Finding your place through spontaneous decisions

Newly sworn-in police chief takes a different approach


Lilly Gorman

Coppell Police Chief Danny Barton looks through paperwork in his new office at the Coppell Police Station on Dec. 14. Barton has been a part of the police force for more than 20 years and was sworn in as Coppell Police Chief on Dec. 3.

Anika Arutla, Staff Writer

At 22 years old, Danny Barton, a biochemistry major from the University of North Texas, did not think he would end up being the Police Chief of the Coppell Police Department. In fact, he did not think he would join the police force at all.


“I got into it by accident but I fell in love with it immediately,” Barton said.


During a three day weekend trip to his cousin’s home in Bryan, Texas, Barton spontaneously applied for a job in the police force which had 300 applicants and two openings – and got the job.


Throughout his time on the force, Barton has taken up a variety of occupations. He started off as a line officer and later became a patroller, investigator, school resource officer and  detective – a line of work Barton became very attached to.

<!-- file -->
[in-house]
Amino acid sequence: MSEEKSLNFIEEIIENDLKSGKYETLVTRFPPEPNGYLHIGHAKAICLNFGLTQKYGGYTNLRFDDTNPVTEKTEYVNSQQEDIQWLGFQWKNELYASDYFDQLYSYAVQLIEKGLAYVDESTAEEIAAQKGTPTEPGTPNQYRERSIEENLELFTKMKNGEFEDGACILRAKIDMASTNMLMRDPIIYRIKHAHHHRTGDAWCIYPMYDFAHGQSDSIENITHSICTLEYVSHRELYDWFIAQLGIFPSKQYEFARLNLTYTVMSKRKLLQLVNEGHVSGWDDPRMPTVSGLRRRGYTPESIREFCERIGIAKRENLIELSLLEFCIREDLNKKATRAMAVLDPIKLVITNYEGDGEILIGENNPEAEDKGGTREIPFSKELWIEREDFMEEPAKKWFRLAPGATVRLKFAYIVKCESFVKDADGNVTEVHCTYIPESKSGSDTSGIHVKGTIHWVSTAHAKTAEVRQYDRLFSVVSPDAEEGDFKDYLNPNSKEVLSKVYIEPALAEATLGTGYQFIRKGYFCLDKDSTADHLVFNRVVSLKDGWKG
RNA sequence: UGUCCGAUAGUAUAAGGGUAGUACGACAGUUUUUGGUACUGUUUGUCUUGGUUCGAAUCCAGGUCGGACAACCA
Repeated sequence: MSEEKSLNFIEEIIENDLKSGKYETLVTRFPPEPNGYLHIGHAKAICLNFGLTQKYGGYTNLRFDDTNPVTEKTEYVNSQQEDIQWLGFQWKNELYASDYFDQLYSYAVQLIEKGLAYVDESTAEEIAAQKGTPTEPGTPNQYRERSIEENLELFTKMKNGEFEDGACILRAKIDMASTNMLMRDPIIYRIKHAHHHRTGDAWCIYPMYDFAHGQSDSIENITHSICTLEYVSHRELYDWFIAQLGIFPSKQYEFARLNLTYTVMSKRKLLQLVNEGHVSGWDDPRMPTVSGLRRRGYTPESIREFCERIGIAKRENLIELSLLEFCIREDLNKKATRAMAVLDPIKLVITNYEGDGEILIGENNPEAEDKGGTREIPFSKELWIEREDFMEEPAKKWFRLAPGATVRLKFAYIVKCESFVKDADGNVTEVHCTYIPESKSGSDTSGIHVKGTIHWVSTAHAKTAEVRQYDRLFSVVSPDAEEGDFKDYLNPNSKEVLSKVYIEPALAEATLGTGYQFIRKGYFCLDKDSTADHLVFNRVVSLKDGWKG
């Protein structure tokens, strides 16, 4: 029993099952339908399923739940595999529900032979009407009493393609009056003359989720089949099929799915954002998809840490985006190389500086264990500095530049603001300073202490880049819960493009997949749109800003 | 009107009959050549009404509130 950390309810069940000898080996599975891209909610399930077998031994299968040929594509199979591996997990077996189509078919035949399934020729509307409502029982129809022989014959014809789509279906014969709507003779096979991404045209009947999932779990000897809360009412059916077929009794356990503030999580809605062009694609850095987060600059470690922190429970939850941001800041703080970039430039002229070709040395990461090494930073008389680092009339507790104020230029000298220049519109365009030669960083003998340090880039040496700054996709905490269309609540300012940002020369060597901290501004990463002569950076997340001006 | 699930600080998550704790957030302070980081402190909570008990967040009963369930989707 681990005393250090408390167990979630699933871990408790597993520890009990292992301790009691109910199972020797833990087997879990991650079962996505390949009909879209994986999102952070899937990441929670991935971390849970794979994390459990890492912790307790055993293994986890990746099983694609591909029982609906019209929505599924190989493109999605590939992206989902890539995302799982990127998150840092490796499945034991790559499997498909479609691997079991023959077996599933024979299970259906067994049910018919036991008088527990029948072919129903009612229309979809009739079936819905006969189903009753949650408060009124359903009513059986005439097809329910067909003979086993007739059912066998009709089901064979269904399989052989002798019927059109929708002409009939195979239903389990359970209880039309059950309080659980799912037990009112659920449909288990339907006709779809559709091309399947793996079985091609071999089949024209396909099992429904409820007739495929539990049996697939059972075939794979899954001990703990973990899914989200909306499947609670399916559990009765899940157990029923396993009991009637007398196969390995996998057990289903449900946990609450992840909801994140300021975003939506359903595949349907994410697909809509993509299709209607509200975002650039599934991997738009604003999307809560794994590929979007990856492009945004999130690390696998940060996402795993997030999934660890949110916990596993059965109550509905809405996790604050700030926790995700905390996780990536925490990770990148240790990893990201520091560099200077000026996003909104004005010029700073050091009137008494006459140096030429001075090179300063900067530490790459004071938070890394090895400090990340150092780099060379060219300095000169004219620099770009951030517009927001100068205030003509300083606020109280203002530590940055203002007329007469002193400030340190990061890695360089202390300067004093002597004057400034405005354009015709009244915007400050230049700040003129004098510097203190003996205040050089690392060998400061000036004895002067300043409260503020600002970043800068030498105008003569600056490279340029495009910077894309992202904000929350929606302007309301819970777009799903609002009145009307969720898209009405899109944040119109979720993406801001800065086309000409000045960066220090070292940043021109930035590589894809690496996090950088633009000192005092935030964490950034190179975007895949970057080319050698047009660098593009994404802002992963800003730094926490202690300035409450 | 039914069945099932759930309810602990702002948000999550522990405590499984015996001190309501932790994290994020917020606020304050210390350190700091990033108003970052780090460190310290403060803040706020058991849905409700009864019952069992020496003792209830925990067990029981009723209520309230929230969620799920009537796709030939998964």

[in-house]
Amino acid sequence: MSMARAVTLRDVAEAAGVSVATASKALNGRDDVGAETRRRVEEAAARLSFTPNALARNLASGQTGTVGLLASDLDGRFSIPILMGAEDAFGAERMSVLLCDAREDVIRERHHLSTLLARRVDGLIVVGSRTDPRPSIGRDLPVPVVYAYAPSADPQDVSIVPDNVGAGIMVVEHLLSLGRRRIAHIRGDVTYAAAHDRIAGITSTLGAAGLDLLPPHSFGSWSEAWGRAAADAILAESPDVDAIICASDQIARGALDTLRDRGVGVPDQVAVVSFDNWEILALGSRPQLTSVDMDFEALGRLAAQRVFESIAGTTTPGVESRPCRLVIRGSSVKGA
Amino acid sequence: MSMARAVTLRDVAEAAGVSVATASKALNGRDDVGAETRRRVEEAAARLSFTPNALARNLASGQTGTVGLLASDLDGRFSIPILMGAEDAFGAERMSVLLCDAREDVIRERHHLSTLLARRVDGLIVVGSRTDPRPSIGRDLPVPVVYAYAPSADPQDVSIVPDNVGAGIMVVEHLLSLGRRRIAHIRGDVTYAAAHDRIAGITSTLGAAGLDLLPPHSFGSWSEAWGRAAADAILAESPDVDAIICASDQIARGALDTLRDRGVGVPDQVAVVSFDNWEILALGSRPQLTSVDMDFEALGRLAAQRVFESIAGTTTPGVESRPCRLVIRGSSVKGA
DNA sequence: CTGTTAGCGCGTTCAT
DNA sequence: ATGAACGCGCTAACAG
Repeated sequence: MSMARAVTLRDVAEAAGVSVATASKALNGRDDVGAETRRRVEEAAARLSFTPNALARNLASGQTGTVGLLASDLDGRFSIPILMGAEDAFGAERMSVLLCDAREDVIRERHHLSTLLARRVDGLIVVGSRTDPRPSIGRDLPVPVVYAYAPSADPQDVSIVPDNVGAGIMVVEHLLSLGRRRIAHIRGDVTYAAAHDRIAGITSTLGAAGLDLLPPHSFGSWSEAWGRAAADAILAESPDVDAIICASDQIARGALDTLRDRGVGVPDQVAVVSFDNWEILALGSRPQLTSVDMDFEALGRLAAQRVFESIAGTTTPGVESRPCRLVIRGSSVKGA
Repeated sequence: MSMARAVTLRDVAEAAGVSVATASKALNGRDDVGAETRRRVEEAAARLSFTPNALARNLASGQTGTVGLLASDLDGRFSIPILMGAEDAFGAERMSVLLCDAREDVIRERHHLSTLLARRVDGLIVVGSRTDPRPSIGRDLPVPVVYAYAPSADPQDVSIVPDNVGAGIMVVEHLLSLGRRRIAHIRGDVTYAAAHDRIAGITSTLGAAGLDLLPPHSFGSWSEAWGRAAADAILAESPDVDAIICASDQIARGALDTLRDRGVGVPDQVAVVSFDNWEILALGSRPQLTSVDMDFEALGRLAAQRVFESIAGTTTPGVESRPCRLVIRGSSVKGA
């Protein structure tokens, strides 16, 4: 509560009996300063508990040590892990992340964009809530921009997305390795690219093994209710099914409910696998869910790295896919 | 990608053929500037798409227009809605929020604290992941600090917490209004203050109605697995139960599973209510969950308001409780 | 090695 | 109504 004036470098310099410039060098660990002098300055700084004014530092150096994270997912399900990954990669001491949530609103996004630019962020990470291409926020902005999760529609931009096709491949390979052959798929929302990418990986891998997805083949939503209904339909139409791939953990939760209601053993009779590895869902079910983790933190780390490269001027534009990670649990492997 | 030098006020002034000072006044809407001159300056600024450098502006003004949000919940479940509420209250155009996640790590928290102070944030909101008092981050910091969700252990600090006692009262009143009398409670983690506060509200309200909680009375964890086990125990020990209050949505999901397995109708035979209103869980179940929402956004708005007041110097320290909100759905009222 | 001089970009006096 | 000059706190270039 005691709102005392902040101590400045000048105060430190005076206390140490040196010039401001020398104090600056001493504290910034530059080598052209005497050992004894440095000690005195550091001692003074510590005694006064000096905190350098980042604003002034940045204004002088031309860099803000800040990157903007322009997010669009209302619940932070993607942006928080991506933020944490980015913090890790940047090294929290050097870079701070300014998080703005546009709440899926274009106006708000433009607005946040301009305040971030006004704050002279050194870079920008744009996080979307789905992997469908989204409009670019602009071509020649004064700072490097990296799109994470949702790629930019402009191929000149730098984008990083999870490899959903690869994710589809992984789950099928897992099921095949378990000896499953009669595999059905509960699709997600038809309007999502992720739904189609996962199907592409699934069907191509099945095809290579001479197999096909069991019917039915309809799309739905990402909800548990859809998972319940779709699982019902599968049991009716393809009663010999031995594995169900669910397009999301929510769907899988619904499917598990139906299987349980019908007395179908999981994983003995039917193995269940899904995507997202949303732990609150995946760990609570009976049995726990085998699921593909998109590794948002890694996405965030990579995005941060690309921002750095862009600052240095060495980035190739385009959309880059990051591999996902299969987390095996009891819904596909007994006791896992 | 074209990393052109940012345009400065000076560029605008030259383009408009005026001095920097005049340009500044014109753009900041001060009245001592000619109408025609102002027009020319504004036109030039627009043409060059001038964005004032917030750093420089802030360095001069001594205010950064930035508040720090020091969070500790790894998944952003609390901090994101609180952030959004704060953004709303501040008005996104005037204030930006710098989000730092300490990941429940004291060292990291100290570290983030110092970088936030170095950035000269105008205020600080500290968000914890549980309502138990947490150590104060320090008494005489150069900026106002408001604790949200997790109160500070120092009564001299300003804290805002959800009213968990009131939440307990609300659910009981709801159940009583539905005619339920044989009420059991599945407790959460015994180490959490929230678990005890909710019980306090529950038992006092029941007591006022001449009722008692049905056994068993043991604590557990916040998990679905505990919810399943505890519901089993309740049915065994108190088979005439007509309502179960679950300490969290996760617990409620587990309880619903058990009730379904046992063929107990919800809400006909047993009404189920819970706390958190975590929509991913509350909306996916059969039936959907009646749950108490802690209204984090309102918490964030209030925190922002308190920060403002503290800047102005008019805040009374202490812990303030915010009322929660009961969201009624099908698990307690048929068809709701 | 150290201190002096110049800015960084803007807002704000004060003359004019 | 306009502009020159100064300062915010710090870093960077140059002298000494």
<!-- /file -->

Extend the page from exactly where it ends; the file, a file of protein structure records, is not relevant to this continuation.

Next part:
Barton took a different route than others to reach his position. Starting his law enforcement career in 1991, Barton was promoted for the first time to a sergeant. Six years later, he made CPD deputy chief.


“I have personally seen his leadership when we worked together in Bryan,” wife Jennifer Barton said. “He was well respected by the department, as well as the citizens, and I don’t know how he does it, but he can get people to open up to him with their deepest secrets.”


Two days after being sworn in as deputy chief, former Police Chief Mac Tristan announced his retirement. Being new to the area of expertise, Barton did not think he would get the job but decided to apply anyway.


On Dec. 3, Barton was officially sworn into office with support.


“[Barton is] a very sociable guy,” CPD deputy chief Jim Cook said. “[He’s] very easy to get along with and you don’t have trouble communicating with him, he’s very affable.”


Going forward, Barton has many plans for the Coppell Police Department, including dealing with the reputation of the police. Instead of dealing with problems using force and resistance, he plans on using compassion and embracing the problem.


“In today’s world, a lot of police chiefs think that [social media] is the enemy. [It is] the thing that [is] making us look bad,” Barton said. “I disagree, I believe we are making ourselves look bad. Creating and developing emotionally-mature, highly professional police officers is what our nation’s asking for.”

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